I am a fine artist whose work revolves around dislocated memories, the feeling of dislocation based on cultural heritage and I am exploring these through painting on wood with oil and pyrography.
You have quite a diverse heritage, Australian, Chinese and Mauritian, so is this feeling of dislocation something which has been present in your life?
Yes, although I think I’ve only started to feel it recently. I was born in Australia and I visited Mauritius twice with my parents, but I’ve never been to China. We are not strongly connected with that Chinese heritage. I only left Australia about one and half years ago to come to England and it’s a totally different culture to all of those places, so I think that feeling has grown, I suppose it’s the anxiety of separation.
I had studied Roman and Greek history in high school and university, so when I first came to Europe I really wanted to move here and explore it, but now that I am here, it’s almost like I want to go to China and explore China. In terms of materials I am using Chinese imagery and art principles, and using old family photos, but I am not exploring these ideas about the nostalgia for my own history, it is more directed to a more generalised one if that makes sense.
When did you decide you were going to be an artist?
I grew up in a group with a lot of friends who didn’t study art, so I think I’ve always had one foot set into a really conventional way of living. When I left school in Australia I went straight into studying psychology for two years, but ended up changing course. I liked psychology, but I decided I really liked art and it’s the thing I should do. I did my undergrad and then afterwards I went to Europe for the first time to travel around and then I was like ‘oh my god,’ so I made art for a year and the next year I did my honours and that was it, I was obsessed. I would never go back to studying now because I think it was horrid, but doing that amount of rigorous research helped me to take the leap I suppose.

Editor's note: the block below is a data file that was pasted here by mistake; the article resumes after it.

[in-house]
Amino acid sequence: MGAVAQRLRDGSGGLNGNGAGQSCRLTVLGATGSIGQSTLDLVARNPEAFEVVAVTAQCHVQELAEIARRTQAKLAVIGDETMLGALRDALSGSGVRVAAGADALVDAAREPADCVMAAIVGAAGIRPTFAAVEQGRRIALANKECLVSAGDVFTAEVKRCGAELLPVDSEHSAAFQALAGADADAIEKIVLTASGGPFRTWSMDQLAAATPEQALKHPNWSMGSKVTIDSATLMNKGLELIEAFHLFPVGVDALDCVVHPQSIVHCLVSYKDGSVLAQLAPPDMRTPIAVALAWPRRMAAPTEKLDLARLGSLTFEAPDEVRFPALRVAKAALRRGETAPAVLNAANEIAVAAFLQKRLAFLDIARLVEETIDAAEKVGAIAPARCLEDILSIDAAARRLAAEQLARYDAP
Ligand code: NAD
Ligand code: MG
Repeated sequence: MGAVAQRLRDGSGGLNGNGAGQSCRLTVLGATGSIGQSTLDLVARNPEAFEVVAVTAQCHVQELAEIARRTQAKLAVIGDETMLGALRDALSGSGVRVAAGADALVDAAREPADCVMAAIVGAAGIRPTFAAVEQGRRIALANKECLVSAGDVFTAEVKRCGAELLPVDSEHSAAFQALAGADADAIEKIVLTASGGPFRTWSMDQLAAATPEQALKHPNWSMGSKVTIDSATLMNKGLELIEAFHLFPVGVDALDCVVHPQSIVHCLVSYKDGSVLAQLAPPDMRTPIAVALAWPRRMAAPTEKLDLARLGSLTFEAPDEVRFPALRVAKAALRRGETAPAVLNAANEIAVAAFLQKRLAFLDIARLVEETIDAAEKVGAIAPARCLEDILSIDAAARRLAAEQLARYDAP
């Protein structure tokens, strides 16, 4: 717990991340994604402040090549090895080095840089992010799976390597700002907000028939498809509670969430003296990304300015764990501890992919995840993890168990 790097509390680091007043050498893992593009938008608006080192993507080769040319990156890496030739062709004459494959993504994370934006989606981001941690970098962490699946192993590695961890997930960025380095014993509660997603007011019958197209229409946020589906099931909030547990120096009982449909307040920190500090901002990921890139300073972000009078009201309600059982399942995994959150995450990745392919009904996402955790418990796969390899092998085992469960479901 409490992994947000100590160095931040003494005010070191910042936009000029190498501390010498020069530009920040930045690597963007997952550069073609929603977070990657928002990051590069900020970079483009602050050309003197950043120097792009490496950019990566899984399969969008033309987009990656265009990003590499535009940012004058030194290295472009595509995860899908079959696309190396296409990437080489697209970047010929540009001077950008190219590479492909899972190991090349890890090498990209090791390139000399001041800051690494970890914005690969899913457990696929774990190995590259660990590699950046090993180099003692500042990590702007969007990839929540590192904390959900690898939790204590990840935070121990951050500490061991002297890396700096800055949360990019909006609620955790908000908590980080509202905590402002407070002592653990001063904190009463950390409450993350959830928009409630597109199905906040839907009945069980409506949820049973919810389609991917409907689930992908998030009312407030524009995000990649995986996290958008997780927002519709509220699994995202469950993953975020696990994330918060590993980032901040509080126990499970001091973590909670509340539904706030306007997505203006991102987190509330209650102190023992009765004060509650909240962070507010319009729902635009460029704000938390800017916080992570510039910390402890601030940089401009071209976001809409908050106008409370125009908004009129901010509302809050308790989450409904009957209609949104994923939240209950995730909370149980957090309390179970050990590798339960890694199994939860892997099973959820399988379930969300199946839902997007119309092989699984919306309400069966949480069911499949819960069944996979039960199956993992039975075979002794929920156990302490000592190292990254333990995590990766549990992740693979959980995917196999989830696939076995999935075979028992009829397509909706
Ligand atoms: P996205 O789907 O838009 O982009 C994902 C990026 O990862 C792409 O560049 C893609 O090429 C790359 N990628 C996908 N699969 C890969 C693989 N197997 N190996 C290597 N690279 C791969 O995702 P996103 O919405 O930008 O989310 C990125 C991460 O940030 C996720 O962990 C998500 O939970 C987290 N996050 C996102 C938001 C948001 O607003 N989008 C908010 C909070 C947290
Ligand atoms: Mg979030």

Having said that, I still have a part-time job as I always need that extra security, especially coming to London without any contacts, and because I haven’t studied here I don’t know any other artists so I need to be realistic about the sustainability of it all.
And London is an expensive city!
Yeah, but being in London the opportunities are coming up everywhere, it is thriving with art opportunities. There are a lot of artists and a lot of competition, but there is enough for everyone.
And there is a big enough audience, the people are receptive here.
We are quite interested by the techniques you use, you use gold leaf, oil, liquid graphite, pyrography, go into that a little bit.
I first started using liquid graphite as a technique separate from my normal painting style, I use it mainly on paper for a body of work that is ongoing where I do tiny drawings and then set them into bottles. I use old family photos and holiday snaps from friends as references, or events that have occurred and memories outside of my centre of knowledge. I capture them as second hand memories on paper and insert them into bottles so the two dimensional drawing becomes an object you can hold and own.
With my more painterly artwork I use oil paints and pyrography on wood. I converted from doing a lot of canvas painting to wood. In my last year of Fine Arts, I created an immersive environment of trees made from acetate and organza, and didn’t use wood at all. But then I reverted back to more traditional painting and wanted to continue my style but on a different support - and having trees as my subject just naturally led to wood. I can’t remember when I started pyrography to be honest it sort of just happened.
What drove you to try to find a new method of communication?